Department looks for circuit breaker on cycle of funding cuts

The Department of Health wants to break out of its unhealthy relationship with the aged care sector over the long-running debate about the Aged Care Funding Instrument, a top bureaucrat has said.

The Department of Health wants to break out of its unhealthy relationship with the aged care sector over the long-running debate about the Aged Care Funding Instrument, a top bureaucrat has said.

Dr Nick Hartland, first assistant secretary of the department’s aged care policy and regulation division said it was clear that the department and the sector were not where they needed to be on the issue of the aged care funding tool.

The ACFI has been a source of contention between providers and government since it was introduced in 2008, underscored by periodic blow-outs in the tool’s budget, which most recently resulted in a $1.2 million cut.

That controversial decision, announced in the May budget, is still the subject of ongoing sector consultations with the government.

Speaking at the Australian Association of Gerontology conference on Wednesday, Dr Hartland said it was not healthy either for the department to have to repeatedly report the funding blowouts to central government agencies or for the sector’s main conversation with the department to be about funding cuts.

“We are quite interested in finding a way breaking out of that,” he told the Canberra audience.

“We would be very interested if intelligent and well-grounded academics who look at this area had some information for us about what the research might be telling us about how to do things better.”

The department was interested in hearing from those with expertise in aged care needs assessment, or those who had knowledge around behavioural economics in aged care, he said.

Given the projected cost to the Commonwealth of funding aged care for a growing number of older people over coming debates, the department was keen to find a sustainable long-term funding system, he said.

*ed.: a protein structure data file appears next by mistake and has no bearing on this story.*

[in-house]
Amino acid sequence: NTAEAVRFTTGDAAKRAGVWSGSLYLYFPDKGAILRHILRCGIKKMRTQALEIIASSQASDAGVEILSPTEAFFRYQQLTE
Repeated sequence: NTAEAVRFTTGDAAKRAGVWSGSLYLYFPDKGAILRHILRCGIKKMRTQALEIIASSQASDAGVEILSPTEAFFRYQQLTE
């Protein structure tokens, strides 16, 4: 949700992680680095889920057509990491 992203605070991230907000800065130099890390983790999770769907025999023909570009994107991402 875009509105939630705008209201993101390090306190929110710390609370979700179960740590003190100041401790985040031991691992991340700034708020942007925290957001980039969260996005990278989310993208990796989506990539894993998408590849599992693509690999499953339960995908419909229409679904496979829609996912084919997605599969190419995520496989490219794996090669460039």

In addition to latest evidence on aged care needs assessment and ACFI, Dr Hartland said the department was keen to hear from researchers who were doing work on the review of the Living Longer Living Better and the 2018 merger of home care and home support, as these were the other key areas it would be advising government on over the coming 18 months.

As Australian Ageing Agenda recently reported, the government has commissioned the University of Wollongong to identify alternatives to the ACFI (read that story here).

The university has been engaged to review international models of assessing care needs, as well as funding methods used in related sectors such as the health and hospital system.

Clarification: An earlier version of this article incorrectly stated that ACFI was introduced in 2012. 

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Tags: AAG-conference, acfi, nick-hartland,

3 thoughts on “Department looks for circuit breaker on cycle of funding cuts

  1. Aged care providers have a vested interest in maximising income and reducing costs of service provision. Simply replacing the ACFI with another assessment tool will not change this dynamic. A range of measures to increase the contributions of users (those who have the means to pay more) have been implemented. Enabling aged care providers to introduce a range of optional services in residential aged care (known as ‘consumer directed care’) will provide additional revenue. The rest is just politics.

  2. What about dividing the departmental budget subsidies by the present number of recipients to get the average care subsidy – then apply that amount to every resident – then allow for regional differences [country / city/ remote] + special issues such as epidemics. There now, we didn’t need a Report and we don’t need a top heavy department to administer an ACFI like bureaucratic nightmare

  3. Any form of prescriptive, needs-based funding will always get milked dry. Whether its protective bandaging or aromatherapy, someone’s going flog it to death.

    Take a snapshot of current ACFI payments, agree on a set rate (that’s the hard part, lock in CPI, schedule some regular reviews and we’re done. Maybe you could add some extra funds to incentivise facilities to do things properly (like physiotherapists doing real work and not just production-line massages).

    Please, Mr Hartland, don’t flick it to the aged care advisory panel; that’s how we got here.

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